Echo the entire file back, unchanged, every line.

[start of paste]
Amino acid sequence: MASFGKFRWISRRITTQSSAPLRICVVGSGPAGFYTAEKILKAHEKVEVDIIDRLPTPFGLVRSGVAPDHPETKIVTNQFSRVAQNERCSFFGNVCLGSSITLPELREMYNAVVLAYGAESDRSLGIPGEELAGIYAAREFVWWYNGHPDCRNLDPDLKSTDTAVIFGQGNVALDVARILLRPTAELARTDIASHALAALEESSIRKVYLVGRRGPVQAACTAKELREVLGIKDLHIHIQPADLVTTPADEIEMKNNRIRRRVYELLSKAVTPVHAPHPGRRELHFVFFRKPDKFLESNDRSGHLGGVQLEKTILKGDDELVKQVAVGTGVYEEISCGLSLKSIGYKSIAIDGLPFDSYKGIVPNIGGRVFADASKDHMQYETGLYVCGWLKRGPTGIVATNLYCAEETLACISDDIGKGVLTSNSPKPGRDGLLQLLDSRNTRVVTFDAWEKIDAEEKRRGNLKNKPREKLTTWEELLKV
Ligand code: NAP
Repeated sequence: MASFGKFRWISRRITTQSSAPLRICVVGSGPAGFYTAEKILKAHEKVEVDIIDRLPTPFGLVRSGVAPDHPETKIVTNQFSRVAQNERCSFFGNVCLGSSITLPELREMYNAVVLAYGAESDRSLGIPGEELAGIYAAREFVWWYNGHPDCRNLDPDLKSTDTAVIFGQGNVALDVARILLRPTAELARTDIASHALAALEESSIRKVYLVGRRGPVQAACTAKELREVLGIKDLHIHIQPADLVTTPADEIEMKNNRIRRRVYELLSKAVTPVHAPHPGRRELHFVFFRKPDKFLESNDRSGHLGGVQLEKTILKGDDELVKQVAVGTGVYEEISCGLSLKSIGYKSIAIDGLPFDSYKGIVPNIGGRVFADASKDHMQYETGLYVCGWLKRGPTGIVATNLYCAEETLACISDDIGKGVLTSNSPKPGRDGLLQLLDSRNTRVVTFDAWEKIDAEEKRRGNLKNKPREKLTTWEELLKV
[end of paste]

Amino acid sequence: MASFGKFRWISRRITTQSSAPLRICVVGSGPAGFYTAEKILKAHEKVEVDIIDRLPTPFGLVRSGVAPDHPETKIVTNQFSRVAQNERCSFFGNVCLGSSITLPELREMYNAVVLAYGAESDRSLGIPGEELAGIYAAREFVWWYNGHPDCRNLDPDLKSTDTAVIFGQGNVALDVARILLRPTAELARTDIASHALAALEESSIRKVYLVGRRGPVQAACTAKELREVLGIKDLHIHIQPADLVTTPADEIEMKNNRIRRRVYELLSKAVTPVHAPHPGRRELHFVFFRKPDKFLESNDRSGHLGGVQLEKTILKGDDELVKQVAVGTGVYEEISCGLSLKSIGYKSIAIDGLPFDSYKGIVPNIGGRVFADASKDHMQYETGLYVCGWLKRGPTGIVATNLYCAEETLACISDDIGKGVLTSNSPKPGRDGLLQLLDSRNTRVVTFDAWEKIDAEEKRRGNLKNKPREKLTTWEELLKV
Ligand code: NAP
Repeated sequence: MASFGKFRWISRRITTQSSAPLRICVVGSGPAGFYTAEKILKAHEKVEVDIIDRLPTPFGLVRSGVAPDHPETKIVTNQFSRVAQNERCSFFGNVCLGSSITLPELREMYNAVVLAYGAESDRSLGIPGEELAGIYAAREFVWWYNGHPDCRNLDPDLKSTDTAVIFGQGNVALDVARILLRPTAELARTDIASHALAALEESSIRKVYLVGRRGPVQAACTAKELREVLGIKDLHIHIQPADLVTTPADEIEMKNNRIRRRVYELLSKAVTPVHAPHPGRRELHFVFFRKPDKFLESNDRSGHLGGVQLEKTILKGDDELVKQVAVGTGVYEEISCGLSLKSIGYKSIAIDGLPFDSYKGIVPNIGGRVFADASKDHMQYETGLYVCGWLKRGPTGIVATNLYCAEETLACISDDIGKGVLTSNSPKPGRDGLLQLLDSRNTRVVTFDAWEKIDAEEKRRGNLKNKPREKLTTWEELLKV